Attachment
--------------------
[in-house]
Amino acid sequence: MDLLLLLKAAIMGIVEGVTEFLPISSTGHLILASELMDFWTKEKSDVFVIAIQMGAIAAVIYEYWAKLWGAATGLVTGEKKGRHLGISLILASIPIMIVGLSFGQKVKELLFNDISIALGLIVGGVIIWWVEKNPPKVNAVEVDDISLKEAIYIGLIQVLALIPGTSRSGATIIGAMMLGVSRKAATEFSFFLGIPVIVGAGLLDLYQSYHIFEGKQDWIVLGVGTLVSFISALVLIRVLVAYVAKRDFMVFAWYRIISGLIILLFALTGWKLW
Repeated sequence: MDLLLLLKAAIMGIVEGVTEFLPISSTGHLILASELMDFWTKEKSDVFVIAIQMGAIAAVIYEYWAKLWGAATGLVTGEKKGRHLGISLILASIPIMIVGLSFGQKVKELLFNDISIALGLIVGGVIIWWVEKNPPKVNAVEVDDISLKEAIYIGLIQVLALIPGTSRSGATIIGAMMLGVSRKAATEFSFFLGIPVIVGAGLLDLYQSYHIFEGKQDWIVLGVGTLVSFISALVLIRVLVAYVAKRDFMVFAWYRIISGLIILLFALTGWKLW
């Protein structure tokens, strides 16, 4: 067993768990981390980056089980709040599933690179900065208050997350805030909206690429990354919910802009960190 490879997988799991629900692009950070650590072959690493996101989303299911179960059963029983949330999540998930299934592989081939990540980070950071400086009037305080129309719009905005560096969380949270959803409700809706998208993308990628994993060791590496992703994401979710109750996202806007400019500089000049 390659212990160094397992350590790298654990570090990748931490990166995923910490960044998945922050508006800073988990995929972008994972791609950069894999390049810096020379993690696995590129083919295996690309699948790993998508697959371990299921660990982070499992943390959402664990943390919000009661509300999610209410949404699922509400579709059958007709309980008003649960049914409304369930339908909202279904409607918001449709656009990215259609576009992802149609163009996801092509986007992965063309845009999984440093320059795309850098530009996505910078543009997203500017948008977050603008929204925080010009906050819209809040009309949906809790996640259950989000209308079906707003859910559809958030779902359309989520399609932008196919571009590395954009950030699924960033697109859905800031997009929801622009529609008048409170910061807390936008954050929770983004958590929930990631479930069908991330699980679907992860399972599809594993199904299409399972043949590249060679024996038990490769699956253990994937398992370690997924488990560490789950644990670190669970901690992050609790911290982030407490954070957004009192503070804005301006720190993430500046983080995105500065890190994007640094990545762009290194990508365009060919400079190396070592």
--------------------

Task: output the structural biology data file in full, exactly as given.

[in-house]
Amino acid sequence: MDLLLLLKAAIMGIVEGVTEFLPISSTGHLILASELMDFWTKEKSDVFVIAIQMGAIAAVIYEYWAKLWGAATGLVTGEKKGRHLGISLILASIPIMIVGLSFGQKVKELLFNDISIALGLIVGGVIIWWVEKNPPKVNAVEVDDISLKEAIYIGLIQVLALIPGTSRSGATIIGAMMLGVSRKAATEFSFFLGIPVIVGAGLLDLYQSYHIFEGKQDWIVLGVGTLVSFISALVLIRVLVAYVAKRDFMVFAWYRIISGLIILLFALTGWKLW
Repeated sequence: MDLLLLLKAAIMGIVEGVTEFLPISSTGHLILASELMDFWTKEKSDVFVIAIQMGAIAAVIYEYWAKLWGAATGLVTGEKKGRHLGISLILASIPIMIVGLSFGQKVKELLFNDISIALGLIVGGVIIWWVEKNPPKVNAVEVDDISLKEAIYIGLIQVLALIPGTSRSGATIIGAMMLGVSRKAATEFSFFLGIPVIVGAGLLDLYQSYHIFEGKQDWIVLGVGTLVSFISALVLIRVLVAYVAKRDFMVFAWYRIISGLIILLFALTGWKLW
């Protein structure tokens, strides 16, 4: 067993768990981390980056089980709040599933690179900065208050997350805030909206690429990354919910802009960190 490879997988799991629900692009950070650590072959690493996101989303299911179960059963029983949330999540998930299934592989081939990540980070950071400086009037305080129309719009905005560096969380949270959803409700809706998208993308990628994993060791590496992703994401979710109750996202806007400019500089000049 390659212990160094397992350590790298654990570090990748931490990166995923910490960044998945922050508006800073988990995929972008994972791609950069894999390049810096020379993690696995590129083919295996690309699948790993998508697959371990299921660990982070499992943390959402664990943390919000009661509300999610209410949404699922509400579709059958007709309980008003649960049914409304369930339908909202279904409607918001449709656009990215259609576009992802149609163009996801092509986007992965063309845009999984440093320059795309850098530009996505910078543009997203500017948008977050603008929204925080010009906050819209809040009309949906809790996640259950989000209308079906707003859910559809958030779902359309989520399609932008196919571009590395954009950030699924960033697109859905800031997009929801622009529609008048409170910061807390936008954050929770983004958590929930990631479930069908991330699980679907992860399972599809594993199904299409399972043949590249060679024996038990490769699956253990994937398992370690997924488990560490789950644990670190669970901690992050609790911290982030407490954070957004009192503070804005301006720190993430500046983080995105500065890190994007640094990545762009290194990508365009060919400079190396070592």